Upon release, IGN called this “the greatest comic book videogame of all time”, and it’s easy to see why. With its immersive story and well-developed characters, the title feels like it is part of the Batman canon. The fun combat system is supplemented by a range of cool gadgets that allow you to take down enemies stealthily. Add to that some excellent graphics and a high replayability factor, and it’s no surprise the game sold nearly 2 million copies in the first three weeks of its release alone.

#3: “GoldenEye 007” (1997)

Another gem from the Rare studio, this Nintendo 64 title is regarded as one of the greatest video games of all time. Previously, first-person shooters had been limited to PCs, but “GoldenEye” proved the format was possible on consoles, and in doing so paved the way for franchises like “Halo” and “Call of Duty.” The level design was elegant, the range of weaponry extensive, and the multiplayer offered hours of fun killing your friends. Plus, the chance to play as the famous 007? What could be more British than that?

#2: “Tomb Raider” (1996)

Archaeologist Lara Croft was originally supposed to be a bloke, but the developer eventually went with a woman to avoid her being confused with Indiana Jones. And what a decision that proved to be. Croft became a cultural icon, as well as the first video game character to appear on the covers of both “The Face” and “Time” magazine. “Tomb Raider” played a huge part in the success of PlayStation with its thrilling blend of action and exploration. And the T-rex encounter, of course. Who could forget that?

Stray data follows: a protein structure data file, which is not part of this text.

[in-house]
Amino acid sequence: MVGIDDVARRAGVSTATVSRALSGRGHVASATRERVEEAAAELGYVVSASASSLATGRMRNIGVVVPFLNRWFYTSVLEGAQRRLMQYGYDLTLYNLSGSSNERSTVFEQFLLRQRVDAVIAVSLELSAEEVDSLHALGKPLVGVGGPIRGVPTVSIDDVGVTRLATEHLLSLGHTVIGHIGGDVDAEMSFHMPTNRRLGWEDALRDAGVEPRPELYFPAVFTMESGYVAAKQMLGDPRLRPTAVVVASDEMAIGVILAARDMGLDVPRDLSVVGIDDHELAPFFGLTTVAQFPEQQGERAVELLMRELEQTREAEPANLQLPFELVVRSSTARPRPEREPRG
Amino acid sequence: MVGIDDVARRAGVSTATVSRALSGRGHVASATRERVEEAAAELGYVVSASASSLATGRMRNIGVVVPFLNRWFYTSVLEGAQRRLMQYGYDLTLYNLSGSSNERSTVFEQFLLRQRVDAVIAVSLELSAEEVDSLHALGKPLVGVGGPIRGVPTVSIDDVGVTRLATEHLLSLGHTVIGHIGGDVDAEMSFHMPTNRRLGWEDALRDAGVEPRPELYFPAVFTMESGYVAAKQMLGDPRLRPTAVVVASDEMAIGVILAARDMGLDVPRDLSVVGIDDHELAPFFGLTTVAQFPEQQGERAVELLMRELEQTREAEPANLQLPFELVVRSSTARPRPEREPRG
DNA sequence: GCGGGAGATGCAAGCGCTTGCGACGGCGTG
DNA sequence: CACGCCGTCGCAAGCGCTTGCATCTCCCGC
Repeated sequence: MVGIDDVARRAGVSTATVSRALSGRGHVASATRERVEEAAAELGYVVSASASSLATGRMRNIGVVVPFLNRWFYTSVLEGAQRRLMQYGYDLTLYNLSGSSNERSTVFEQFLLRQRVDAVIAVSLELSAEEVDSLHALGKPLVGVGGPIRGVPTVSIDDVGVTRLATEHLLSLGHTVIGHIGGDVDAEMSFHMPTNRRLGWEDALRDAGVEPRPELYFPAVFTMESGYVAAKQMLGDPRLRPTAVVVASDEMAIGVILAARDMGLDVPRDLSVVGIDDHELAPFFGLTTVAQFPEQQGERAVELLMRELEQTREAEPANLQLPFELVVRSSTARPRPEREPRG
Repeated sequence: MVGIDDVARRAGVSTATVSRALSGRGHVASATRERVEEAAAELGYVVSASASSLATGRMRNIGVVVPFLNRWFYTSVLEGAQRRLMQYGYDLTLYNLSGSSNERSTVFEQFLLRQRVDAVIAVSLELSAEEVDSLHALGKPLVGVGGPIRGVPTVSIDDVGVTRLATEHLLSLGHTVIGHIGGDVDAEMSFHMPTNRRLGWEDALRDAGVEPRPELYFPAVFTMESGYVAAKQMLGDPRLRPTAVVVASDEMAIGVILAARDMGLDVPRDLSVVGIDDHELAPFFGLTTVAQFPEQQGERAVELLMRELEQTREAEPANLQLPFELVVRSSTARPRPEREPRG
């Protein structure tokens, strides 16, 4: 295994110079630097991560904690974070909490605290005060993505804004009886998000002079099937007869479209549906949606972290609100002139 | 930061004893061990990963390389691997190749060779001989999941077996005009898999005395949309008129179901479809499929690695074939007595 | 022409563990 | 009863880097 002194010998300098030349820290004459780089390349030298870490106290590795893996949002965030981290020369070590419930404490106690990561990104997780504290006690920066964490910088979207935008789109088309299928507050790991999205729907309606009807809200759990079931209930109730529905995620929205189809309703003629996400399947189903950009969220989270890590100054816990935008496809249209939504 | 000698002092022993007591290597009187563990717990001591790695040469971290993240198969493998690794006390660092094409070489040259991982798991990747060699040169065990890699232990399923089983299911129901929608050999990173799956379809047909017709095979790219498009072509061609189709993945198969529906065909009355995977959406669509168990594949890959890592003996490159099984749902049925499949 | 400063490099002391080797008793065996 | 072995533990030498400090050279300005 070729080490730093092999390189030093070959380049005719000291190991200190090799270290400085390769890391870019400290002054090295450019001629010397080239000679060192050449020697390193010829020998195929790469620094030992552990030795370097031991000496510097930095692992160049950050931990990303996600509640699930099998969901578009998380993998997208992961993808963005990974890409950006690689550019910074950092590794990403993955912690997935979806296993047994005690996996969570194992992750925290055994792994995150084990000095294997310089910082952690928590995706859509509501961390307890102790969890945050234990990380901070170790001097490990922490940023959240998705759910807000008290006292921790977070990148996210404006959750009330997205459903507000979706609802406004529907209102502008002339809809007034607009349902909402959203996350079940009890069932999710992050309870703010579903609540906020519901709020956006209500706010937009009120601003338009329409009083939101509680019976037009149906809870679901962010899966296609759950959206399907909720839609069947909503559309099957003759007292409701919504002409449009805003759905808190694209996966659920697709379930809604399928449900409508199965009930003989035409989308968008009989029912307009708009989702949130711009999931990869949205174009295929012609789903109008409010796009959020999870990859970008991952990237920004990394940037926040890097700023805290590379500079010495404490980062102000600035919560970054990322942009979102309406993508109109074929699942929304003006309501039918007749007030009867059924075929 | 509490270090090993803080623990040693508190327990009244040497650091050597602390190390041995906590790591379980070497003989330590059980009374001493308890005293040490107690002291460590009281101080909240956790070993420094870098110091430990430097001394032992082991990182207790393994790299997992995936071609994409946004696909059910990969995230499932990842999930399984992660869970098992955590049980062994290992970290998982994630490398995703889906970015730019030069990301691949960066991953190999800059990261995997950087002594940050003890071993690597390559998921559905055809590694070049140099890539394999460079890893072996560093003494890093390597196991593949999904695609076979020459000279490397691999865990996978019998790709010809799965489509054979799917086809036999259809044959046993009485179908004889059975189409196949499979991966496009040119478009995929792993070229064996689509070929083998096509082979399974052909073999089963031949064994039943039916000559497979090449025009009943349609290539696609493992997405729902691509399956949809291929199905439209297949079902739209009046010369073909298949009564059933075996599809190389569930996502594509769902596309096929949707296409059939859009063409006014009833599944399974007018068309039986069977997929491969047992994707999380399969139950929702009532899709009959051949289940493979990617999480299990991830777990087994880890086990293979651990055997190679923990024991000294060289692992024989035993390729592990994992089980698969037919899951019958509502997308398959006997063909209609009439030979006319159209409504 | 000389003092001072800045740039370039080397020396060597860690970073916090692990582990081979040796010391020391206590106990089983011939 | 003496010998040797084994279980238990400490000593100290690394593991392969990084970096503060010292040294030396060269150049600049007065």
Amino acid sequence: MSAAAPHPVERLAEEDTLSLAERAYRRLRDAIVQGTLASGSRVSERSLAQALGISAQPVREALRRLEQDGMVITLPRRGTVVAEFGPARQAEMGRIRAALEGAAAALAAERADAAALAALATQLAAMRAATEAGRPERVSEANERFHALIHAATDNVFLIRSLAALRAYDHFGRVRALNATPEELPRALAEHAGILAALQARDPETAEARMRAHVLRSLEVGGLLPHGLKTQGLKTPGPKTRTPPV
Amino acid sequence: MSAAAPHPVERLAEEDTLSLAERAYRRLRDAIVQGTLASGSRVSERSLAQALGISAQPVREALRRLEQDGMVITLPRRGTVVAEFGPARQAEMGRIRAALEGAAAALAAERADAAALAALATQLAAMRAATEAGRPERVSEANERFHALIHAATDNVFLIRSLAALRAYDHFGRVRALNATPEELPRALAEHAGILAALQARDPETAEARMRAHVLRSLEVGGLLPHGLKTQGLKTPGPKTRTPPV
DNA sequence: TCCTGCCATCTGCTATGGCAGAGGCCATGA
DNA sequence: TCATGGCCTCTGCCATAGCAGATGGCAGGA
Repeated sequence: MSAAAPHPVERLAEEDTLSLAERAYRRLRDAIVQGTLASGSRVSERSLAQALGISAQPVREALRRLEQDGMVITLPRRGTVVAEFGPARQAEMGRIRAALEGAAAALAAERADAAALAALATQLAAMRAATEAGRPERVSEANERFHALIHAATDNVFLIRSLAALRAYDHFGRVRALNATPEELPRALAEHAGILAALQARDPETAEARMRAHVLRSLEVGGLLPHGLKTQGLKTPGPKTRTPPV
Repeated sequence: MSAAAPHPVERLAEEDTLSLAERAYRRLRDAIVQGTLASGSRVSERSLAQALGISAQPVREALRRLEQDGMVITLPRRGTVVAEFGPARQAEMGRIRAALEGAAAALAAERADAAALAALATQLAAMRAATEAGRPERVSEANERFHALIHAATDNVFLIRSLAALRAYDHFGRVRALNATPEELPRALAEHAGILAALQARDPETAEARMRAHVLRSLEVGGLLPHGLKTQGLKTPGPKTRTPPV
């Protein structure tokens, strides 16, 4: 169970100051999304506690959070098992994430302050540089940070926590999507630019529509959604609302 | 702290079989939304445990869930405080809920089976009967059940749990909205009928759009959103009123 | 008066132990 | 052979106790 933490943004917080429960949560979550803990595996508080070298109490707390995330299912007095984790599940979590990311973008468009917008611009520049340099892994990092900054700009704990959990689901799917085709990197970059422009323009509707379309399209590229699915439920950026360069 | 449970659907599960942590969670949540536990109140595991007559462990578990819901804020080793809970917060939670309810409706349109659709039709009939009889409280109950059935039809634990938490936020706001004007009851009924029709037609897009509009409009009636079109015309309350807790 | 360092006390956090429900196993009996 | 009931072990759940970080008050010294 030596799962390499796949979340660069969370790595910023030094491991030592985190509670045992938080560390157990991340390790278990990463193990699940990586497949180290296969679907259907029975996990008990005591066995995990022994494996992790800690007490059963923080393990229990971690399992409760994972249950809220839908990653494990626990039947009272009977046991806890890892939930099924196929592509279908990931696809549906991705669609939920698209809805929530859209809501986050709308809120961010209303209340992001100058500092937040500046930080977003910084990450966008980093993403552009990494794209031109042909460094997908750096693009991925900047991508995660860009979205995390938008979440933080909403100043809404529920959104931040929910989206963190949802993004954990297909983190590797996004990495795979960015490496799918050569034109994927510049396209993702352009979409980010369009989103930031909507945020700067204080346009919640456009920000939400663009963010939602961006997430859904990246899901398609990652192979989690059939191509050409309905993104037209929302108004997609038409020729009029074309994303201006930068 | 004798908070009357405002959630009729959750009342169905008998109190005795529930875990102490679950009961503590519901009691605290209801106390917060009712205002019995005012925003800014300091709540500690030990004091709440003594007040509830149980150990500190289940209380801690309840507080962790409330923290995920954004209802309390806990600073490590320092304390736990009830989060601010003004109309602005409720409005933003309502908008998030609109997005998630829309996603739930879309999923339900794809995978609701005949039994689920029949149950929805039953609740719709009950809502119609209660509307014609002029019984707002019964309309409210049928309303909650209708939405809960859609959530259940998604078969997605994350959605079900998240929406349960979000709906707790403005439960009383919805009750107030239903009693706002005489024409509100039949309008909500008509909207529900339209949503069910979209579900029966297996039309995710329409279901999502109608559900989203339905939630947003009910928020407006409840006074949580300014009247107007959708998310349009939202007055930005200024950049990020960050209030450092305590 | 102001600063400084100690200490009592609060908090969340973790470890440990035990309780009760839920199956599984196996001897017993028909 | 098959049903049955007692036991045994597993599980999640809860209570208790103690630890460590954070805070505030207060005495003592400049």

Before we unveil our top pick, here are a few honourable mentions:

“Lemmings” (1991)

“TimeSplitters 2” (2002)

“Populous” (1989)

#1: “Grand Theft Auto III” (2001)

Everyone has their favourite “GTA” title, but “Grand Theft Auto III” is the yardstick by which open-world games are still judged today. The series as a whole has sold more than 250 million units, making it the fourth most successful video game franchise ever - and “GTA III” was perhaps the most vital instalment. It frequently draws controversy for the levels of in-game violence, but there’s no questioning its scale, humour, and production value. And to underline its British-ness, the franchise even features voice-acting from the likes of Ricky Gervais, Phil Collins, and Shaun Ryder.